Subject: Re: removing VOPs
To: YAMAMOTO Takashi <email@example.com>
From: Bill Studenmund <firstname.lastname@example.org>
Date: 10/03/2005 22:40:14
Content-Type: text/plain; charset=us-ascii
On Tue, Oct 04, 2005 at 01:18:12PM +0900, YAMAMOTO Takashi wrote:
> > > > The only thing that would need changing would be an interface to ad=
> > > > operations in addition to those in vfs_op_descs. It'd be a touch tr=
> > > > we would need to add a slot in all the existing op tables for the n=
> > > > but it could be done.
> > > i don't think it's worth to do, given locking overhead and complexity.
> > What locking overhead? Also, while I see adding a new op would be a bit=
> > irritating to code, I don't think it's that complex. Note: I am of cour=
> > assuming the case of only adding new operations and never removing them=
> > even if the only fs that implements them gets unloaded from a kernel.
> how do you add a slot in the existing v_op without locking?
You add it at the end, you take advantage of the fact that nothing (AFAIK)=
caches the v_op parameter for long, and you take advantage of the fact=20
that pointer reads and writes are atomic on all the architectures on which=
we support SMP.
Specifically, for each file system (each vop table in a file system),
create a new v_op table. Remember the old one. As we have a list of all
the defined vfs's, we can find all the ops tables. Also look at the=20
"special" ones mentioned in vfs_init(). Update all the pointers to the new=
Then sweep through the set of allocated vnodes and update all the v_ops to
the new values. Anything actually performing operations will either use=20
the old or new table. As you add the op before anything actually will use=
the op, all the old and new values are fine; they point to the same=20
Hmm... As I write this I find a few issues with what I suggest.
1) VNODE_OPS_COUNT is a constant.
2) vnode initialization would might some locking. The trick is to make
sure that the vnode sweep above looks at a vnode when it has a valid ops
vector and after an init routine has written said ops vector. Well, to=20
make sure an initialization routine doesn't overwrite v_op with the=20
pointer to an old table.
2b) unionfs does some weird stuff with looking at v_op contents and=20
comparing with expected values.
3) Routines that make multiple VOP_ calls could have the compiler=20
automatically hang onto vp->v_op in a register. If code between two calls=
blocks, the second use could conceivably happen after the old ops table=20
3 could be gotten around by adding a bit of "volatile" magic to VOCALL().=
I have no idea what that would do to performance, but I doubt much. I=20
don't think we have many fast-path routines that issue a sequence of=20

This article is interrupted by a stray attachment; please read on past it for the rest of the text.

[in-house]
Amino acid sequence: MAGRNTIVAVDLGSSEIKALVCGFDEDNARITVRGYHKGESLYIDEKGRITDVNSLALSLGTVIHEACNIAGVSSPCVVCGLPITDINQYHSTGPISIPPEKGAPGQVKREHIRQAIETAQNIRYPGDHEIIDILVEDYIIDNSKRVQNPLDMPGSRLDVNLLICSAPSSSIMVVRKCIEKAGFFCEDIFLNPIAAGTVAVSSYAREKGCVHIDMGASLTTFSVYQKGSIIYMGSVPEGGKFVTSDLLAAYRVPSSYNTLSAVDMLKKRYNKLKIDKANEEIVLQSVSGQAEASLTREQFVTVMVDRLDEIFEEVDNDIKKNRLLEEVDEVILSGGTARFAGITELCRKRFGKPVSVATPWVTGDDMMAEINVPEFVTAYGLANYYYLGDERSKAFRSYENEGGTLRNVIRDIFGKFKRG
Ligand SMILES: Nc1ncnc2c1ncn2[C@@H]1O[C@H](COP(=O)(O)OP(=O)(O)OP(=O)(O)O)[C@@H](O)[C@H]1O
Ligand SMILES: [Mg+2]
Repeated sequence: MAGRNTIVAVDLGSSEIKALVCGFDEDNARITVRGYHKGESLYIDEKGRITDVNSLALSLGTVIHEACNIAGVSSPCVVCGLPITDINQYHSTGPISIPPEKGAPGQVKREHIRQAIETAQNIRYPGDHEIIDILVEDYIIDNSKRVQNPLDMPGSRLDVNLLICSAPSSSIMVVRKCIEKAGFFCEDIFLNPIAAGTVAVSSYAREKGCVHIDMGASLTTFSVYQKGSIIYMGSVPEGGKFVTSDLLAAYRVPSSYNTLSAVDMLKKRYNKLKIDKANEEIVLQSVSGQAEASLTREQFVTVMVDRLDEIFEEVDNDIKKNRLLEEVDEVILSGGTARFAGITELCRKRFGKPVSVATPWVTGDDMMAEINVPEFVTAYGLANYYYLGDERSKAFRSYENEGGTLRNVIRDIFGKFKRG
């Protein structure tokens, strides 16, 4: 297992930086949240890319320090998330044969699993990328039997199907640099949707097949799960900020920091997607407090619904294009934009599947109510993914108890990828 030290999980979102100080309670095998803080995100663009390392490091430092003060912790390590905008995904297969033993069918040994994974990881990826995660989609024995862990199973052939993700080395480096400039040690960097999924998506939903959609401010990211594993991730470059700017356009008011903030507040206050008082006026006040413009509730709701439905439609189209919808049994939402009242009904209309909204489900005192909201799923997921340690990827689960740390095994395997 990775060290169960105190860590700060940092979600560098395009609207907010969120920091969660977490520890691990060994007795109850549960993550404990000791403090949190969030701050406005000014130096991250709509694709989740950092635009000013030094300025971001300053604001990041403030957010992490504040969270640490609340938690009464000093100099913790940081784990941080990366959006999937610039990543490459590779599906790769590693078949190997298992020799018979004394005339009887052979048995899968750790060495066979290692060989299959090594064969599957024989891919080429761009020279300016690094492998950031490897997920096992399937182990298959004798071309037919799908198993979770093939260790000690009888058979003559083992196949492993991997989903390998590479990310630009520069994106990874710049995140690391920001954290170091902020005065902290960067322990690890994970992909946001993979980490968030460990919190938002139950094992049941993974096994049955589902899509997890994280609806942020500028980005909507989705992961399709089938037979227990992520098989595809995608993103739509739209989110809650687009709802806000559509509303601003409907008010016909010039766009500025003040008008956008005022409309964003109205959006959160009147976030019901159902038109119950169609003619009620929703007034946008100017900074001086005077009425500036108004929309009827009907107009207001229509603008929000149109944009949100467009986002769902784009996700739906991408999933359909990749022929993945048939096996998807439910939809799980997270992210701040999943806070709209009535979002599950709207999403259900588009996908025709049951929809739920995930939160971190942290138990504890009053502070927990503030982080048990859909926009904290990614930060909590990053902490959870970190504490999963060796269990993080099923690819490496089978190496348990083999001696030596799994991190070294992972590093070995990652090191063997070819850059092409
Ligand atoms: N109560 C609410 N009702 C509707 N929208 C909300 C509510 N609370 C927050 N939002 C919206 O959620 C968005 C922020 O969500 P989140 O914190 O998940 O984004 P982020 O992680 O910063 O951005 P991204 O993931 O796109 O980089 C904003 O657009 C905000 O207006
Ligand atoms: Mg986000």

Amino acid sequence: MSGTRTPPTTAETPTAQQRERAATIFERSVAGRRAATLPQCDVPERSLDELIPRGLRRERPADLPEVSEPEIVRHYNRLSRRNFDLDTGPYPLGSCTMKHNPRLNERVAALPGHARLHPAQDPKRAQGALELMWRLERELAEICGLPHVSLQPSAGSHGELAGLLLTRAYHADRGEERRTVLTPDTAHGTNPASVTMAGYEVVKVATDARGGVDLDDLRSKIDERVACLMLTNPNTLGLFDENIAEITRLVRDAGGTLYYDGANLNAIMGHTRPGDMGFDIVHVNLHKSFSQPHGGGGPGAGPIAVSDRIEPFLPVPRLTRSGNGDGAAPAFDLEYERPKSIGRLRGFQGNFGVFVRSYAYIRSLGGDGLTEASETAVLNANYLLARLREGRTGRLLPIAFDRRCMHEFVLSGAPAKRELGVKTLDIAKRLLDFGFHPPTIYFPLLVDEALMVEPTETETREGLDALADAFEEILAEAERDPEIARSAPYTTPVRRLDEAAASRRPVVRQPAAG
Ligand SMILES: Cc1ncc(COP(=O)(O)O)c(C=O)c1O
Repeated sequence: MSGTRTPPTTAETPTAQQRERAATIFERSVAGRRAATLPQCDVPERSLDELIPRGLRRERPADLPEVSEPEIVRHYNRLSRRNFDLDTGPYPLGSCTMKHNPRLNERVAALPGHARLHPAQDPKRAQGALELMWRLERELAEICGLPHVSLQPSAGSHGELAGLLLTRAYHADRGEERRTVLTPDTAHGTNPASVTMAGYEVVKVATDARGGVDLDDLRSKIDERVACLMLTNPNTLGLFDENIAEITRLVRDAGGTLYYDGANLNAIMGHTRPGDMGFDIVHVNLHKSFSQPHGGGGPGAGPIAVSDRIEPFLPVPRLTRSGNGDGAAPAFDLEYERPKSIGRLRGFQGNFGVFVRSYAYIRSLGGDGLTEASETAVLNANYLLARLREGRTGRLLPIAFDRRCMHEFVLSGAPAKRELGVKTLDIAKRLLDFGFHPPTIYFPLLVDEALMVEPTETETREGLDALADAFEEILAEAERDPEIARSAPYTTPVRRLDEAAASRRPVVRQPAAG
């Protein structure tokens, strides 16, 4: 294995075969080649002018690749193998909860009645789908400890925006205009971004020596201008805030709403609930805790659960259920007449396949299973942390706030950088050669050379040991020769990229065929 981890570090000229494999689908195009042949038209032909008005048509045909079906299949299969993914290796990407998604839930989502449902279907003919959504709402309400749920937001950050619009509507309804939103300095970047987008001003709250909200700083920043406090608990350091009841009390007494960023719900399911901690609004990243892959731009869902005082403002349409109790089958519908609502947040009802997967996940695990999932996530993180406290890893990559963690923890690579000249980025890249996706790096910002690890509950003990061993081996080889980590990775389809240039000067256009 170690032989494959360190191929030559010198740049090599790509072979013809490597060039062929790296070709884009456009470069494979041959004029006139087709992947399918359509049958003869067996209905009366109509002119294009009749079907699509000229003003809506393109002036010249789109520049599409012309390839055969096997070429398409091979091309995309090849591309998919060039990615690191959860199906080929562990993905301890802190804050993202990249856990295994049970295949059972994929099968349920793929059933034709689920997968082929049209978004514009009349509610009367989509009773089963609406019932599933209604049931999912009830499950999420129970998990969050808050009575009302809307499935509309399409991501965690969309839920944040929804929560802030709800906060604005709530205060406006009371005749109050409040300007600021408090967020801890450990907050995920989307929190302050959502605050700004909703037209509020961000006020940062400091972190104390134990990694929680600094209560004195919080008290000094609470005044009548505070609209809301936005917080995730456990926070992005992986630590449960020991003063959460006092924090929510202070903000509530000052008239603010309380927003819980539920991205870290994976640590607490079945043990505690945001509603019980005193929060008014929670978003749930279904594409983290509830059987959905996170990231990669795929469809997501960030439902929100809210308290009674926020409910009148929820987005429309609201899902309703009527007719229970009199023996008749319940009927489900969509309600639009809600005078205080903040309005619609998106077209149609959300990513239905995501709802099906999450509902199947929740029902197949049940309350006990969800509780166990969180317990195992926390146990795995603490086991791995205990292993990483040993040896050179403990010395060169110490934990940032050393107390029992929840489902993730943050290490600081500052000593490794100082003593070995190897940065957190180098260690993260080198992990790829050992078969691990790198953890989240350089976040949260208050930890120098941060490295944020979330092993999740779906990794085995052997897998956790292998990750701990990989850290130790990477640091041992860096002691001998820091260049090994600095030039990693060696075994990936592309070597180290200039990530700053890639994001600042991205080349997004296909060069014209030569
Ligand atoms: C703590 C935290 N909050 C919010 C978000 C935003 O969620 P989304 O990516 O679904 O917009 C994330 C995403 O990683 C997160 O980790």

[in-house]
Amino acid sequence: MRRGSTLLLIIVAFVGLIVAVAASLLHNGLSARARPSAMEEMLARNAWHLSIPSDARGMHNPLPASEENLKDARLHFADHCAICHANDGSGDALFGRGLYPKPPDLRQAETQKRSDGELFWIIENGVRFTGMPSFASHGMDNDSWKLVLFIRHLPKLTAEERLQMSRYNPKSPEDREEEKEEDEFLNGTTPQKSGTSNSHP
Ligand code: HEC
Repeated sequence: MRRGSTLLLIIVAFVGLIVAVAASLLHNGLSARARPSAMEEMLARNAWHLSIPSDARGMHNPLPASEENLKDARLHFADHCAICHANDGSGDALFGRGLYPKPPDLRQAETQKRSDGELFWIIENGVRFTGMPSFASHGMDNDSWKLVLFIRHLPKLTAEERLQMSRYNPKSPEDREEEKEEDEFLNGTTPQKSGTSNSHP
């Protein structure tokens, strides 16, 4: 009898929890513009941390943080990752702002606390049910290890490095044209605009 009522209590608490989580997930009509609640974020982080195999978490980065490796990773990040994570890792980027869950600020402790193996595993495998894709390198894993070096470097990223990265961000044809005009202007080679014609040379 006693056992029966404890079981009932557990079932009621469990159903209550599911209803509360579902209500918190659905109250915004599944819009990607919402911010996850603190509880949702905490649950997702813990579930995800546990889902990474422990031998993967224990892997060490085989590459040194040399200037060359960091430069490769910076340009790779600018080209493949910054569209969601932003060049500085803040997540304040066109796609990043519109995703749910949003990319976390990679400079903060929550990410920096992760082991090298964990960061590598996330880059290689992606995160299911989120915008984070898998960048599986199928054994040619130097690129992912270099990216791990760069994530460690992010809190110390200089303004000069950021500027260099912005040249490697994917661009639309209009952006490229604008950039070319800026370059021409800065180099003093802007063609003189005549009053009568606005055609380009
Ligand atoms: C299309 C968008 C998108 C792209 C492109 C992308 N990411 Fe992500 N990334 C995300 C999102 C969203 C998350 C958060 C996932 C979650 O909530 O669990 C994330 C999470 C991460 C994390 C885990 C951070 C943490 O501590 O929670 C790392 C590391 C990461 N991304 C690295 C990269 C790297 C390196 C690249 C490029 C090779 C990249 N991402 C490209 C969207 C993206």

VOP_s. Specifically, I am not sure that we have many where the compiler=20
would hang onto vp->v_op and where we wouldn't still have vp->v_op sitting=
3 could also be gotten around by never freeing the old tables.
2 would work best with some sort of read locking. Many cases of the code=20
could be gotten around by clever pointer passing, but that could be ugly.=
The idea being that we reduce the danger window to a few instruction copy,=
but I think I still dislike it. So some sort of read/write locking would=20
be needed at init. And I am not sure what I think about that until we have=
a working new-lock implementation.
2b would definitely need locking or re-writing. I have no clue why unionfs=
cares where the ops vectors point.
Hmmm.... So that has issues. The answer probably is that you don't do this=
without any locking unless you want to play some races (like if you wait 5=
seconds between updating all the fs-level v_op pointers before sweeping=20
the vnodes, chances are you won't catch code in 2, and if you wait another=
5 seconds, between the sweep and freeing, you won't catch code in 3). 2b=20
would still need work.
The only other idea I can come up with is to add a kernel option to leave=
some open. Like how we have LKM character and block entries, and lkm=20
syscall entries. But that's still lame. Though since we're talking about=20
pointers, in an array, allocating an extra 6 or so won't matter much.
> > > > Well, you've listened to me and I've listened to you. We will just=
> > > > disagree then and I'll look forward to seeing your proposed patch.
> > >=20
> > > i'll create a branch so you will be able to see the changes before
> > > they hit the trunk.
> > Ok, if that's easier for you. I thought a diff would be more than=20
> > sufficient.
> honestly, i'm not sure why you want to see a patch.
> it should be merely mechanical changes.
To be honest, I agree with you. My initial comment (top of the text above) =
was more of a, "I'll hush until you have this done and look forward to
when that happens," comment rather than a, "I think I need to review what
you're doing here," comment. I am sorry if it came across differently.
The only reason I would like to see the change is so that I can continue=20
to follow exactly how we handle this. Truth be told, however, I can go=20
stare at the results of the commit message.
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